ITID Budget Will Focus On Drainage Using In-House Personnel

Indian Trail Improvement District’s management staff has turned over, but the proposed $13.9 million 2017-18 budget will move forward unchanged, due to the new administration’s inheritance of a budget proposal developed by the previous staff, according to new ITID Administrator John “Woody” Wodraska.

The ITID Board of Supervisors will next meet Aug. 23, but discussion of the budget, which was adopted at the June meeting, will probably not be discussed, said Wodraska, whose management company, Special District Services, was hired last month.

Assessments will decrease an average of 1.46 percent for activated units, although the budget will be about $800,000 greater than the current year.

“Overall, the budget’s going up from $13.1 [million] to $13.9 million, and the reason there is a decrease in assessments even though it’s going up about $800,000, is we’re going to be moving $1.1 million out of reserves and carrying over about $747,000 unspent in the current year. That’s going to allow the overall decrease in assessments,” Wodraska told the Town-Crier on Tuesday. “I would characterize it as kind of a maintenance budget, since we inherited it when we came on board. We pretty much were forced to adopt and go with the plan that was developed by the previous administration and approved by the board.”

The average assessment will be about $492 per year per acre, or about $41 per month.

Wodraska said it was interesting that ITID provides the level of service it does at the rate it charges.

“We’ve got about 39,000 people in a 110-square-mile area and, admittedly, we’re not full service with drainage, roads and parks,” he said. “You get that for the $13.9 million, and if you were to look at Royal Palm Beach as a comparable from a size standpoint, they are full service with public safety and everything.”

Royal Palm Beach is set to approve a $49 million budget for next year.

“I think it’s a good value for the service that the residents get out here,” Wodraska said, adding that things are settling down following the management transition.

“I hired a new director of operations, so I’m very happy,” he said. “It brings up the level of professionalism. He lives out here. Next week, the woman who will be head of finance will be starting, so we’re finally staffed back to where we were before. These folks will be able to hit the ground running and get everything back on track here.”

Primary goals for the 2017-18 budget are to implement a comprehensive drainage plan and utilize in-house personnel to focus on canal maintenance. Emphasis will be put on telemetry to automate manually operated control structures and a road improvement schedule of proposed projects by unit.

The largest part of the budget by department is on road maintenance (45 percent), followed by stormwater management (17 percent), administration (14 percent), debt service (14 percent) and parks (10 percent).

By category, 37.34 percent is spent on personnel, 31.98 percent for operations, 16.82 percent on capital outlay and 13.86 percent on debt service.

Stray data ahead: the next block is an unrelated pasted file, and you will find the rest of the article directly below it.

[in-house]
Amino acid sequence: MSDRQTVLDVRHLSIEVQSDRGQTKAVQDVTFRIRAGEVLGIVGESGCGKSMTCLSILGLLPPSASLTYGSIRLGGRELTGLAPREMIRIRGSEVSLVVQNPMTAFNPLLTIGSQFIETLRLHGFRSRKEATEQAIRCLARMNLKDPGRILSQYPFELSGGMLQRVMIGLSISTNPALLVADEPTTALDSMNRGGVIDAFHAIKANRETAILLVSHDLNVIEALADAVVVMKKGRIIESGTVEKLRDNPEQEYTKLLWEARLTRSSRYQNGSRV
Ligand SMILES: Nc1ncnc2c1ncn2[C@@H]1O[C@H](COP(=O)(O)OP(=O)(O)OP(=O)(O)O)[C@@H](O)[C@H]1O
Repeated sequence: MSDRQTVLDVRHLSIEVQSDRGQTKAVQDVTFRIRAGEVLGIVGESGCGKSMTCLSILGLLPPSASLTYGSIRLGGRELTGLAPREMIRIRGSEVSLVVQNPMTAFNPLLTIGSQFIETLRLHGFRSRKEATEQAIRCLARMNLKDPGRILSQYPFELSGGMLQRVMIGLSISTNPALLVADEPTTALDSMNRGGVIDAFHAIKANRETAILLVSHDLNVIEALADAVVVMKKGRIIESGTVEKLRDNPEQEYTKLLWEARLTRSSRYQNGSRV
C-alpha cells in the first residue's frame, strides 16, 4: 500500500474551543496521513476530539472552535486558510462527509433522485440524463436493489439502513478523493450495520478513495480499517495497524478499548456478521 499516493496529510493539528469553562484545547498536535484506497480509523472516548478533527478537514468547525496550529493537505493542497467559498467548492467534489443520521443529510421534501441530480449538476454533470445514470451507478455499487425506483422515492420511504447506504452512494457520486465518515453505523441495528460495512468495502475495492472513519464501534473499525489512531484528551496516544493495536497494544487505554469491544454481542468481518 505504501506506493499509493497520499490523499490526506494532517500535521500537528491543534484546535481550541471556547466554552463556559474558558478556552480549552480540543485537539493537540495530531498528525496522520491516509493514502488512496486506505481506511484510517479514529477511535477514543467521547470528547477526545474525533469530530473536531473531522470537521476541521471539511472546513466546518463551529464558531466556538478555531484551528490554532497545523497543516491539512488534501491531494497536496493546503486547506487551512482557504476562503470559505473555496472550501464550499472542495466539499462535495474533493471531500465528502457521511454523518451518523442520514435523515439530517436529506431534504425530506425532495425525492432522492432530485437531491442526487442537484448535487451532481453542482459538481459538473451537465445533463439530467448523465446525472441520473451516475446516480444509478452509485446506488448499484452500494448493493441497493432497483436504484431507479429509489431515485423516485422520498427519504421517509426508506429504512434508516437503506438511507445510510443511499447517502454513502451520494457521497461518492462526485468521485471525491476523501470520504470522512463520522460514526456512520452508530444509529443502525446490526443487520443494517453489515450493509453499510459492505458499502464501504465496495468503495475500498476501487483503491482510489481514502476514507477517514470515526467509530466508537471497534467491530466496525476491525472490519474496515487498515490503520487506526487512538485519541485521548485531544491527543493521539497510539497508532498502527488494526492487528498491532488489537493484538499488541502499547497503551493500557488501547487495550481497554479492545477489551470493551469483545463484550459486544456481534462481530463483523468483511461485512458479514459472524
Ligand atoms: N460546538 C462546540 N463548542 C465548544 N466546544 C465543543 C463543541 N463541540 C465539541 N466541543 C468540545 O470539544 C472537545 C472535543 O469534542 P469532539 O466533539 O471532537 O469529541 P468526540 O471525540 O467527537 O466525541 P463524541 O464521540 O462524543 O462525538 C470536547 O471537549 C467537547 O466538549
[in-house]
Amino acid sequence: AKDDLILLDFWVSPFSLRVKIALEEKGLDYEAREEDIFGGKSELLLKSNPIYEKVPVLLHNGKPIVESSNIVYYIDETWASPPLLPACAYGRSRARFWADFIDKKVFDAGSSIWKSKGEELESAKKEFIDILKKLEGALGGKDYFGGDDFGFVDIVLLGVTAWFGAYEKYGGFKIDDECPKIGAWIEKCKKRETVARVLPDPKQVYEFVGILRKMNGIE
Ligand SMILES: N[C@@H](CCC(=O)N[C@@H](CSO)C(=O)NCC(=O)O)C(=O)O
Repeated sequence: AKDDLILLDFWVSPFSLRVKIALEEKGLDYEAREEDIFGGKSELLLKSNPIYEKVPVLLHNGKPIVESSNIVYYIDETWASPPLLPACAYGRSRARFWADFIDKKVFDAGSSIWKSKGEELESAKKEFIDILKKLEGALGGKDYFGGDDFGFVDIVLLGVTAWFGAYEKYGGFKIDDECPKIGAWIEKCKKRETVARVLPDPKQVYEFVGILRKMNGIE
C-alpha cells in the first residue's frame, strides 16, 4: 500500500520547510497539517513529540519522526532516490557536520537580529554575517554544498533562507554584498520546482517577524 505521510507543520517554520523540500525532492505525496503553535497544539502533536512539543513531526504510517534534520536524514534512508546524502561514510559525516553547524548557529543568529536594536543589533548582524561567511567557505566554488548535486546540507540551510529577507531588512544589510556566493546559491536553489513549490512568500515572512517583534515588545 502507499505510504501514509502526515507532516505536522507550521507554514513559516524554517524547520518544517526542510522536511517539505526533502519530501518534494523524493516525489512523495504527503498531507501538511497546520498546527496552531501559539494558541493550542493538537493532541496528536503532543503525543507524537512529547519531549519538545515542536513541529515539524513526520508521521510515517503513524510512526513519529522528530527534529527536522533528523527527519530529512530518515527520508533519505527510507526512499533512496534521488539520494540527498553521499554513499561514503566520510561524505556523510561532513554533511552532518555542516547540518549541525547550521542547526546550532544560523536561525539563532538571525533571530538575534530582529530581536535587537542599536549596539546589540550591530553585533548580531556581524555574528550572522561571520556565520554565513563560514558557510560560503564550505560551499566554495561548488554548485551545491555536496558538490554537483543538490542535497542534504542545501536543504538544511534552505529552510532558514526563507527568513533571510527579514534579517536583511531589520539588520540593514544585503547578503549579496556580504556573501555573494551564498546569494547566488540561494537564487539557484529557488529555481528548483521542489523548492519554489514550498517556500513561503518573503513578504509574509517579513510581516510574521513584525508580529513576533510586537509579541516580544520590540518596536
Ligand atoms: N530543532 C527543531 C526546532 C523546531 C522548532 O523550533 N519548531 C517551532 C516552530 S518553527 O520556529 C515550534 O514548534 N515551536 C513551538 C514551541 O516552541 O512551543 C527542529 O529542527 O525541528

The administration budget is proposed to go up from $1,894,258 to $1,918,763. The administration increase is due primarily to increased employee costs, which has been the pattern for the past five years.

The parks budget will go up from $1,222,112 to $1,396,741. The park increase is due to planned Sycamore Park equipment replacement at a cost of $130,000. The Sycamore tennis courts will also be rehabilitated at cost of $10,000. The Hamlin House roof will be repaired at a cost of $15,000, and a truck will be replaced at a cost of $28,000.

The maintenance budget will rise from $5,636,793 to $6,270,622. The maintenance and operations increase is due mainly to employee and equipment maintenance costs and an increase in capital spending. The maintenance department leases three graders at $27,517 each, a backhoe at $10,145 per year and one loader at $28,298 a year. The district proposes to purchase two pickup trucks at $35,000 each, one used grader for $120,000, one used semi cab truck at $70,000 and one heavy duty equipment trailer at $70,000.

The aquatics budget will fall from $318,345 to $281,872, while the M1 Basin budget will fall from $1,785,130 to $1,737,270, the M2 Basin budget will rise from $318,707 to $335,144, and the debt service budget will fall slightly from $1,931,768 to $1,927,884.

Pump operations and aquatics plans include the replacement of culverts at a cost of $500,000 and the purchase a $120,000 long-stick excavator for use in the M1 and M2 basins. A pump is scheduled for replacement at a cost of $25,000, as well as the replacement of three exhaust fans at $10,000. Telemetry improvements are proposed at $110,000.

A 2 percent employee merit raise is proposed, and collections for the R2 road overlay improvement project would continue at $375,000 per year with a total project time of 10 years.

Continued culvert replacement and canal maintenance is proposed in the M1 and M2 basins, and costs are proposed to be added for maintenance of the completed expansion project at Acreage Community Park.